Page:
Patterns of after-school care in middle childhood: Risk factors and developmental outcomes.
Pettit, G. S., Laird, R. D., Bates, J. E., & Dodge, K. A. (1997). Patterns of after-school care in middle childhood: Risk factors and developmental outcomes. Merrill - Palmer Quarterly, 43(3), 515.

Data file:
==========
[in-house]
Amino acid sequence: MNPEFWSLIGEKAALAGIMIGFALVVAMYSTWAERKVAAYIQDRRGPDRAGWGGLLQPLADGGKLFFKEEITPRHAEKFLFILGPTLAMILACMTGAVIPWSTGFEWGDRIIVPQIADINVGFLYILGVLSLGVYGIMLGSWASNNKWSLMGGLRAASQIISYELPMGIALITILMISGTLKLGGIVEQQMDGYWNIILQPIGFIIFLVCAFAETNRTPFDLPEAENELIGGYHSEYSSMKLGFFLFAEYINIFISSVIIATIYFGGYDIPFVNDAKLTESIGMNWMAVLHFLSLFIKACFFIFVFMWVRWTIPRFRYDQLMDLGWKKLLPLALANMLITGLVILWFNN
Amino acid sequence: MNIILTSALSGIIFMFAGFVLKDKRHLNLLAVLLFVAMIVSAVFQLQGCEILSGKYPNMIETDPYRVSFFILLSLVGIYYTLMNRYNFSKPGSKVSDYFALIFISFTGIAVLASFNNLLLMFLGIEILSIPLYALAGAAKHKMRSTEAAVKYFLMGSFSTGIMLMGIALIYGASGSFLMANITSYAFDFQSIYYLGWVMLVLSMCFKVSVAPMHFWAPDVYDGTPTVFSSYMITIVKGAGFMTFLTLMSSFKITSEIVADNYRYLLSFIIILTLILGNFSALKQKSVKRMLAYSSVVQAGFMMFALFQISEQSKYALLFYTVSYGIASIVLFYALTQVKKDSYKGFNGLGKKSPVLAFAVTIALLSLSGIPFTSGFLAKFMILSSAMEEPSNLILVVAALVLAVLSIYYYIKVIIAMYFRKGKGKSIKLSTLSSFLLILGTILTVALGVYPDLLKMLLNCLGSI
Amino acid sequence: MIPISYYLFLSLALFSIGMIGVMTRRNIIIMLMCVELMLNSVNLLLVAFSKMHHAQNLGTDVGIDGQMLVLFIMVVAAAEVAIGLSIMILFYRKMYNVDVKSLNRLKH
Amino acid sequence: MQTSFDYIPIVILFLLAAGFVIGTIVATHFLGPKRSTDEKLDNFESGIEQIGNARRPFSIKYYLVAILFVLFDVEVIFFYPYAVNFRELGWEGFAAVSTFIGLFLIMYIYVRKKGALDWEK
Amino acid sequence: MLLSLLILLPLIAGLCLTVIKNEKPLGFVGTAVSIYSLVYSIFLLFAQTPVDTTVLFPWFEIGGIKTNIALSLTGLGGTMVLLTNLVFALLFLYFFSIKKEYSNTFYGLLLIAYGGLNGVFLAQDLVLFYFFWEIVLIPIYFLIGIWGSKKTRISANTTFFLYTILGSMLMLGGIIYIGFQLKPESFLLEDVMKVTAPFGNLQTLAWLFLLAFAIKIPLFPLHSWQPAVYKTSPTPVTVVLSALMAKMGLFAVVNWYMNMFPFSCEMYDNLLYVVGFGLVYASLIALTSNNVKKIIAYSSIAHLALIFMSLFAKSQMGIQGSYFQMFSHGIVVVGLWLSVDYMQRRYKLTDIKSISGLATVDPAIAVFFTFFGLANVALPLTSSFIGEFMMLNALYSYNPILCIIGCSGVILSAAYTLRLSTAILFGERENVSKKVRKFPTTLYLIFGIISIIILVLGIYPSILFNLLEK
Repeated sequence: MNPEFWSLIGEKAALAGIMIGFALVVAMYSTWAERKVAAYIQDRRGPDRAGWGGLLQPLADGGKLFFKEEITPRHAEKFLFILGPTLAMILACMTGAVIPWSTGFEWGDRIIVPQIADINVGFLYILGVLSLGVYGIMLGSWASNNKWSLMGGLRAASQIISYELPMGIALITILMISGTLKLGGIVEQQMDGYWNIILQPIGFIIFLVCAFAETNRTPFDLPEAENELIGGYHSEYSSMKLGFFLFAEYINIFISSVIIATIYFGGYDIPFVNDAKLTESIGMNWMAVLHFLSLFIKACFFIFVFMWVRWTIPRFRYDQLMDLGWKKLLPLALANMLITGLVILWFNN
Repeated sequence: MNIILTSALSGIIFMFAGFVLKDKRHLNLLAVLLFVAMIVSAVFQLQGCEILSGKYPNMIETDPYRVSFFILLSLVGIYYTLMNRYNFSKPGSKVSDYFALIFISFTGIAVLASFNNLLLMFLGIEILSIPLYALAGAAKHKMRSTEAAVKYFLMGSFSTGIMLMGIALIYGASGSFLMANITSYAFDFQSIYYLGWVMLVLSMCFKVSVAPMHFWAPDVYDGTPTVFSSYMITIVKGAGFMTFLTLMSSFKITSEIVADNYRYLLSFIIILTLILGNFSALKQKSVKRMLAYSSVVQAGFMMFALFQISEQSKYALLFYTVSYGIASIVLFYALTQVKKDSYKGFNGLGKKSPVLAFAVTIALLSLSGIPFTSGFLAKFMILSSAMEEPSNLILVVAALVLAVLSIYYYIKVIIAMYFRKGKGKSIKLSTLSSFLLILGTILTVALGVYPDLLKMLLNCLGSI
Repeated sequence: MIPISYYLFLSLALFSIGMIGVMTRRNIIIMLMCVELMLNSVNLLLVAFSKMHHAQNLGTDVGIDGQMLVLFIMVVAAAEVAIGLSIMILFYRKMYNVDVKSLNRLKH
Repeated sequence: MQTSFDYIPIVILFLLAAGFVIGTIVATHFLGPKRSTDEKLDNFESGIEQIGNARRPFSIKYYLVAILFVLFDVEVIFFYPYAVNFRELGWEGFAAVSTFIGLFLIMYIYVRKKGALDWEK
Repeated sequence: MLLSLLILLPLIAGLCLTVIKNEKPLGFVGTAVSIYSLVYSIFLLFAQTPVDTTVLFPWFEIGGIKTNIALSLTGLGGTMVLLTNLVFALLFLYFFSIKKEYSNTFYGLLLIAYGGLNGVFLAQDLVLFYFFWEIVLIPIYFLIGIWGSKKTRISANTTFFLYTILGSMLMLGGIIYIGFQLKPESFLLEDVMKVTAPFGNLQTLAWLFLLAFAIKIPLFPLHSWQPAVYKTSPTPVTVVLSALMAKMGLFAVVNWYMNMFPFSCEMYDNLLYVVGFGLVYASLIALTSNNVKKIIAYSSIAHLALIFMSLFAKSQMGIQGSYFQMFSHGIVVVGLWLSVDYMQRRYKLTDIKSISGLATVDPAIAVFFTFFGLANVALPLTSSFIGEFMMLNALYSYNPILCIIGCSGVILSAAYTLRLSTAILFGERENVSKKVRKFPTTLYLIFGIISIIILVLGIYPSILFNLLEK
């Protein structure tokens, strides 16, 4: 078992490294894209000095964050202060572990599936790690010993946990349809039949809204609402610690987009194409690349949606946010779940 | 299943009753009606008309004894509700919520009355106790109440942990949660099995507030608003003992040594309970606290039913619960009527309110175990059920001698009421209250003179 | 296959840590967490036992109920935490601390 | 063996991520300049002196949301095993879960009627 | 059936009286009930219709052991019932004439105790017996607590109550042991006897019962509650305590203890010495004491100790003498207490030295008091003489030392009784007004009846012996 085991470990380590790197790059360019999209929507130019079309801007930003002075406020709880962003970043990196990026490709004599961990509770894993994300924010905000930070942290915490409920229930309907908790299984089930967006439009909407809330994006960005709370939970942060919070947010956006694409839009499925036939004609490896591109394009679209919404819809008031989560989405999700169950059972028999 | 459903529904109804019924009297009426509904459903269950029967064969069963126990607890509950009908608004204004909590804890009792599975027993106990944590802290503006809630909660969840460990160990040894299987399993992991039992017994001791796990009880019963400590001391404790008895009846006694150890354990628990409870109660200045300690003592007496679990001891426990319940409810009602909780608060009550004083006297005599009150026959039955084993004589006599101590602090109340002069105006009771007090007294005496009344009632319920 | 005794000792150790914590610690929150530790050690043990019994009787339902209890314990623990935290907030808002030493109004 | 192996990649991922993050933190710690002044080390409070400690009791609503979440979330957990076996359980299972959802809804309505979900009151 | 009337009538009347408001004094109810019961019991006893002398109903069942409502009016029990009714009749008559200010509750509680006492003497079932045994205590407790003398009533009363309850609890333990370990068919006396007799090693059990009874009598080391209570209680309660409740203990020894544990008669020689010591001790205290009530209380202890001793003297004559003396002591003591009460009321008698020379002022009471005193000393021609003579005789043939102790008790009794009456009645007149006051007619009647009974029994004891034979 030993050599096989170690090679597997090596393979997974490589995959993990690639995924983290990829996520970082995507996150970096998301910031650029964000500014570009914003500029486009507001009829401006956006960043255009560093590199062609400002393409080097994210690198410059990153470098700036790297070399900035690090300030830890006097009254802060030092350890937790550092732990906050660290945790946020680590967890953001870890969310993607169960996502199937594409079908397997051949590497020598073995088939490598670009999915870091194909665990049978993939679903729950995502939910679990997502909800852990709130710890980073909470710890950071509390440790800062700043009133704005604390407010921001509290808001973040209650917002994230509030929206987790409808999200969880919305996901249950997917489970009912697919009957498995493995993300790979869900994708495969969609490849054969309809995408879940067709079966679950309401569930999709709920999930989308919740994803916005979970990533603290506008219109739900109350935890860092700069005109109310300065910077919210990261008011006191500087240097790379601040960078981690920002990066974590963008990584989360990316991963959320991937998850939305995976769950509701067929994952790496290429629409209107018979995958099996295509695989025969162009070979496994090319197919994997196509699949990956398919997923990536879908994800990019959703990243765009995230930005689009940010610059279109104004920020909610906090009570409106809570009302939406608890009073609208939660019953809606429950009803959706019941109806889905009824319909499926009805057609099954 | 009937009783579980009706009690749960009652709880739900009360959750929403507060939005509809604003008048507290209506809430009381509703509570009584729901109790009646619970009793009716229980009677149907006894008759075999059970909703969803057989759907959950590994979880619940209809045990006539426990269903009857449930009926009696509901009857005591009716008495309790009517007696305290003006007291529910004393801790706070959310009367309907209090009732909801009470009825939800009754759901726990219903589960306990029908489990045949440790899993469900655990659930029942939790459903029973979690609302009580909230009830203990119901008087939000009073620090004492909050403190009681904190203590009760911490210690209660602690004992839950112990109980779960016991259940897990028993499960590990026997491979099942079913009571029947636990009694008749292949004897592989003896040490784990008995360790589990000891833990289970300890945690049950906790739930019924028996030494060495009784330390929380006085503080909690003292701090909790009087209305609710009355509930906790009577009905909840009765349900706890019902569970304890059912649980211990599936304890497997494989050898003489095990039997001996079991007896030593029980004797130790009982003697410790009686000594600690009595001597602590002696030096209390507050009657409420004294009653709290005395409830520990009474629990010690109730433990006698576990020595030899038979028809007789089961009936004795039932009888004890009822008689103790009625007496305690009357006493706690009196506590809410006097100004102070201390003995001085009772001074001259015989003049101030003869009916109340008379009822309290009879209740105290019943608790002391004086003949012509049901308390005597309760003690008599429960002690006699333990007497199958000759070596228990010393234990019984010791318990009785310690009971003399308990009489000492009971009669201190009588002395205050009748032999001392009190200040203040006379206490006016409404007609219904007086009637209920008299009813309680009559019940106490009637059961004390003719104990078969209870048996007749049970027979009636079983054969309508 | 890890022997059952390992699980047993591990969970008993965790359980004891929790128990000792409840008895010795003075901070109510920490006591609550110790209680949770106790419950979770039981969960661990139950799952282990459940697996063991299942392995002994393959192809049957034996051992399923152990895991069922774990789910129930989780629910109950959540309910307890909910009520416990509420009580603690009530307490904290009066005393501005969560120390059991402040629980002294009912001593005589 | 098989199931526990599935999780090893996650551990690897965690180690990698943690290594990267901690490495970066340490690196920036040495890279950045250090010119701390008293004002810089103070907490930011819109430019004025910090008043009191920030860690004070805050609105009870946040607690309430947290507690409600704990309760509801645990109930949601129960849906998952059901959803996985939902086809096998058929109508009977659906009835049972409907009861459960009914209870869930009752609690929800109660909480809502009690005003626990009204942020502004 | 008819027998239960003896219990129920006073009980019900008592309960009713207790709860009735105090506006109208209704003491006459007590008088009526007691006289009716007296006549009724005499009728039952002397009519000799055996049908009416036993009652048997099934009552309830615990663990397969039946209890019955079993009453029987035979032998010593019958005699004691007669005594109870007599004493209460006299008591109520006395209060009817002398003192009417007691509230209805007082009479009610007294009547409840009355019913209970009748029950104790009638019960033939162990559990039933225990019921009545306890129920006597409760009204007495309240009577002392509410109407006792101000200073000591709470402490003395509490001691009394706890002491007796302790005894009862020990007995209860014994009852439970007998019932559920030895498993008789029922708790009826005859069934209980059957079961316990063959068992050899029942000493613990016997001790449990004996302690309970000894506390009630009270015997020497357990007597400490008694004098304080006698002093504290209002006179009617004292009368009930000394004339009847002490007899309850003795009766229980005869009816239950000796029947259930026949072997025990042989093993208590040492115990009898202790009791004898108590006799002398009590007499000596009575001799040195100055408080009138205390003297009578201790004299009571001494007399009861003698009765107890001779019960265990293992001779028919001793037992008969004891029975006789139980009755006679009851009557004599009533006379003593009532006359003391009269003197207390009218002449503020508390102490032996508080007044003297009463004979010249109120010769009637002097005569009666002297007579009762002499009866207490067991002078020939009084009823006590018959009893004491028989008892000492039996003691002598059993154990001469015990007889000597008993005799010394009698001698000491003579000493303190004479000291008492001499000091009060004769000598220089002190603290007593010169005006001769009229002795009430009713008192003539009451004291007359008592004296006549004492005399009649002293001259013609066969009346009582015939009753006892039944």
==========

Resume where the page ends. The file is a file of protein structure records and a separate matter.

Abstract: Child sex was considered as a variable that might be associated with patterning of care, and as a variable that might interact with patterning of care in the prediction of child adjustment. Because self-care often is the focal point in discussions about the risks associated with the ASC experience, self-care was examined in relation to two possible risk-moderating conditions. [...]children showing early signs of antisocial behavior may be most vulnerable in a self-care arrangement, where lack of adult supervision exacerbates the problem behavior. Self-care also was associated with poorer academic outcomes (lower GPAs and achievement test scores), and poorer behavioral adjustment (lower social competence) independently of SES. Because self-care children spend less time in constructive and school-relevant pursuits, compared to children in more structured, adult-supervised forms of care (Posner & Vandell, 1994), they may miss out on opportunities for developing academic and social competencies. [...]in the present study we have documented linkages between children's after-school experiences in the elementary-school years and children's social, behavioral, and academic adjustment in sixth grade.